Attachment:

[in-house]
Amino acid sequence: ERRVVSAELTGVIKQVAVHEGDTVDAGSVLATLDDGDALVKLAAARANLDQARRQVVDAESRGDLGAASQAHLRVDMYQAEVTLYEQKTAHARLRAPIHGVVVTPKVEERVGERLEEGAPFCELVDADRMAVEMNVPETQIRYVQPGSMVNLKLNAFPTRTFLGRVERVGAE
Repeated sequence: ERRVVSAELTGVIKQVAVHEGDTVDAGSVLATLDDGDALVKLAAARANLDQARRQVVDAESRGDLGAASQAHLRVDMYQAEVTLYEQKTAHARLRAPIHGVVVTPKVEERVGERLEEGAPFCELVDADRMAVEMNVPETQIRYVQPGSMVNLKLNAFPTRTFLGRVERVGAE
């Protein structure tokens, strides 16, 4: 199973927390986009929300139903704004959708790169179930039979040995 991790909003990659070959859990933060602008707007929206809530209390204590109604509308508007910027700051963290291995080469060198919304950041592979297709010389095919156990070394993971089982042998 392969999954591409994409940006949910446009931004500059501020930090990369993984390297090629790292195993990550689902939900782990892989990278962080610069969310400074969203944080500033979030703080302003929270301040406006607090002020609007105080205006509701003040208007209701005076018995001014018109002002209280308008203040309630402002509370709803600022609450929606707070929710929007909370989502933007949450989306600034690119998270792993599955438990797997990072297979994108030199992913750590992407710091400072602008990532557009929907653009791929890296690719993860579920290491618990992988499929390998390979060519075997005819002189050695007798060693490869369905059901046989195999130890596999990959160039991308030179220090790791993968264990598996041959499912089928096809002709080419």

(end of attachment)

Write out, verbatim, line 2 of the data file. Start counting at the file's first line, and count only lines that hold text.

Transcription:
Amino acid sequence: ERRVVSAELTGVIKQVAVHEGDTVDAGSVLATLDDGDALVKLAAARANLDQARRQVVDAESRGDLGAASQAHLRVDMYQAEVTLYEQKTAHARLRAPIHGVVVTPKVEERVGERLEEGAPFCELVDADRMAVEMNVPETQIRYVQPGSMVNLKLNAFPTRTFLGRVERVGAE